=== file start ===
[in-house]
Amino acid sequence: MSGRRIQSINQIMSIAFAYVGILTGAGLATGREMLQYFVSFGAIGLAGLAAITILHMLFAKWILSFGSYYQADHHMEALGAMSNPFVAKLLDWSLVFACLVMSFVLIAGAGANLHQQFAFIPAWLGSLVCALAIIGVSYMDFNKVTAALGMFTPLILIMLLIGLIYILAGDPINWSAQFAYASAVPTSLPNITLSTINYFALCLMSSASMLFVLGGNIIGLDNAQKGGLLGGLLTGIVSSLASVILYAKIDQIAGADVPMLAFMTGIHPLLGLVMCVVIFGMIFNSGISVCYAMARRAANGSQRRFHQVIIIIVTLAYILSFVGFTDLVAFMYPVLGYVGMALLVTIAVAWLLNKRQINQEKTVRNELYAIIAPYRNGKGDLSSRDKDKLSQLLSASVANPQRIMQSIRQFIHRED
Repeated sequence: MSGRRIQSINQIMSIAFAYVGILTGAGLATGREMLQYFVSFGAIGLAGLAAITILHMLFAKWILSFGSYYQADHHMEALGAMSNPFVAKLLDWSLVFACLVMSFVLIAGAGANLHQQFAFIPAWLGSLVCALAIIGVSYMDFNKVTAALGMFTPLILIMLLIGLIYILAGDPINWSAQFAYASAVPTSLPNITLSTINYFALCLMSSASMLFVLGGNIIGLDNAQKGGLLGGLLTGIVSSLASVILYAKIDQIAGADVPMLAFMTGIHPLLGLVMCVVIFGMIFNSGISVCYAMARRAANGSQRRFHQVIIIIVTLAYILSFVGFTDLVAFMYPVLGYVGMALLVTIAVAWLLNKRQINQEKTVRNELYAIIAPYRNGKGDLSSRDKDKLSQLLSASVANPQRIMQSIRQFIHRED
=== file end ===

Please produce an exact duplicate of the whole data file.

[in-house]
Amino acid sequence: MSGRRIQSINQIMSIAFAYVGILTGAGLATGREMLQYFVSFGAIGLAGLAAITILHMLFAKWILSFGSYYQADHHMEALGAMSNPFVAKLLDWSLVFACLVMSFVLIAGAGANLHQQFAFIPAWLGSLVCALAIIGVSYMDFNKVTAALGMFTPLILIMLLIGLIYILAGDPINWSAQFAYASAVPTSLPNITLSTINYFALCLMSSASMLFVLGGNIIGLDNAQKGGLLGGLLTGIVSSLASVILYAKIDQIAGADVPMLAFMTGIHPLLGLVMCVVIFGMIFNSGISVCYAMARRAANGSQRRFHQVIIIIVTLAYILSFVGFTDLVAFMYPVLGYVGMALLVTIAVAWLLNKRQINQEKTVRNELYAIIAPYRNGKGDLSSRDKDKLSQLLSASVANPQRIMQSIRQFIHRED
Repeated sequence: MSGRRIQSINQIMSIAFAYVGILTGAGLATGREMLQYFVSFGAIGLAGLAAITILHMLFAKWILSFGSYYQADHHMEALGAMSNPFVAKLLDWSLVFACLVMSFVLIAGAGANLHQQFAFIPAWLGSLVCALAIIGVSYMDFNKVTAALGMFTPLILIMLLIGLIYILAGDPINWSAQFAYASAVPTSLPNITLSTINYFALCLMSSASMLFVLGGNIIGLDNAQKGGLLGGLLTGIVSSLASVILYAKIDQIAGADVPMLAFMTGIHPLLGLVMCVVIFGMIFNSGISVCYAMARRAANGSQRRFHQVIIIIVTLAYILSFVGFTDLVAFMYPVLGYVGMALLVTIAVAWLLNKRQINQEKTVRNELYAIIAPYRNGKGDLSSRDKDKLSQLLSASVANPQRIMQSIRQFIHRED